Women in Somaliland are working together with an NGO to eliminate one of the most ancient and extreme practices of female genital mutilation.
On my wedding night, it felt like having a flame on an open wound,” says the enraged woman with eyes the colour of honey. “He enjoyed it but I experienced the same pain I felt when I was a little girl and they cut open my genitalia with a razor and then sewed it closed with thorns. I couldn’t move for 10 days because my legs were tied together and I couldn’t even go to the bathroom. My memory of it is still bitter and intact.”
Nuura Mahamud Muse (35) sits in a hut on the outskirts of Daami. The mother of six girls talks of the ritual her country practises to sanction female virginity.
“I won’t let my daughters to be touched, though,” she asserts over the noontime call to worship from the muezzins. “I don’t want them to suffer like I do every menstrual cycle, during sexual intercourse, when giving birth. I don’t care if the neighbours badmouth me.”
New land, same old traditions
Daami is situated beyond the Waaheen River shoal in Hargeisa, the windy capital of Somaliland. Located on the Gulf of Aden, Somaliland declared independence in 1991 after the overthrow of Somali military dictator Siad Barre.
But it paid for its freedom: the international community does not recognise this state with its four million inhabitants who are divided into three family clans that, aside from the war, have everything else in common with Somalia: language, poverty, and a patriarchal culture that blends Islam with ancient traditions.
These include gudniinka fircooniga, the “pharaonic” female genital mutilation or infibulation, a seal of chastity inflicted on girls from the age of five. All the external genitalia are removed, then the vagina is sewn together using needle and thread or thorns of the wild-growing qodax plant, until the tissues from the wound bond, leaving a small hole for urine and menstrual blood to pass through, to be cut open on the wedding night.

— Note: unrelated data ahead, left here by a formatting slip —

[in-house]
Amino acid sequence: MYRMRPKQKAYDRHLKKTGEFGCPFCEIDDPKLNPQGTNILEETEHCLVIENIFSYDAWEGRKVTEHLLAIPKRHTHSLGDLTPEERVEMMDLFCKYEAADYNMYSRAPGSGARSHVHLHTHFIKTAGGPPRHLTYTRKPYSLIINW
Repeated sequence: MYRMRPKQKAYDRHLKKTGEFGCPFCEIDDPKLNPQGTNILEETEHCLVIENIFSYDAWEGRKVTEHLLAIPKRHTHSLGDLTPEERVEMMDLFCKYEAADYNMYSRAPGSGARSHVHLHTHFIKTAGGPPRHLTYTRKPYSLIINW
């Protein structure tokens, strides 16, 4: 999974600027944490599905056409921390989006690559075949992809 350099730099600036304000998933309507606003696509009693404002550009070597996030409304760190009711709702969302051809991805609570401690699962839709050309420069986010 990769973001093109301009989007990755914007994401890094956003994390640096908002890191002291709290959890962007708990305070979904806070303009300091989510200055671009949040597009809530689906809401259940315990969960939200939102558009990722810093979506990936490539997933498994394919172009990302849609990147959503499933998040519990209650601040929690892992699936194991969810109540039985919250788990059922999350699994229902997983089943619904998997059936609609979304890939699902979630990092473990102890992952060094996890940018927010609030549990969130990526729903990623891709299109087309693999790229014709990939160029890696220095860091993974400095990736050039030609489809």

According to a 2016 Unicef report, about 200-million women around the world have developed infections, chronic cysts, excruciating menstrual pain, distressing sexual intercourse and complications during childbirth – all in the name of ideals of morality and respectability.
Of the 27 African countries where various types of vaginal amputation are done, the practice is most common in Somalia and Somaliland, and these countries also have the most extreme type: “Ninety-eight percent of our women are infibulated and sewn up again after the birth of each child, resulting in six to 13 stitchings throughout their lives,” says Sadia Abdi, ActionAid’s director in Somaliland, who studied in the United Kingdom and came back to her native Hargeisa to resume the battle she began when she was only 14 years old.
“I saved my younger sister from infibulation,” she says. “My mother kept telling me: ‘You can’t fight against it, it’s part of your identity and womanhood, an Islamic precept’.
“When an imam assured me that there is no trace of this practice in the Koran, I told my mother and she gave in, but placed the honour of the family upon my shoulders. I felt so relieved when my sister found a husband who wanted to marry her for love even though she was different from the others”.
Sadia doesn’t talk about herself. She says infibulation is “an extreme act of violence against women, a concept of male domination that saturates our society and perpetuates gender inequality”. But listening to her, you notice that her tenacity flows from deep within.
“My daughter is five years old and she will remain intact,” she states. “She won’t miss a day of school because her menstrual blood burns with pain; she’ll be able to play and run free from the fear that the stitches could rip open; she will never damn the fact she was born female.”
To underscore how overwhelming social pressure is, Sadia recalls the story of her cousin, who committed suicide because she didn’t undergo infibulation and at school they called her kintirleeyi: an insult for trampy women with a clitoris.
Thanks to Sadia Abdi’s placid stubbornness and ActionAid’s commitment, there are 53 women’s coalitions in Somaliland challenging the greatest taboo.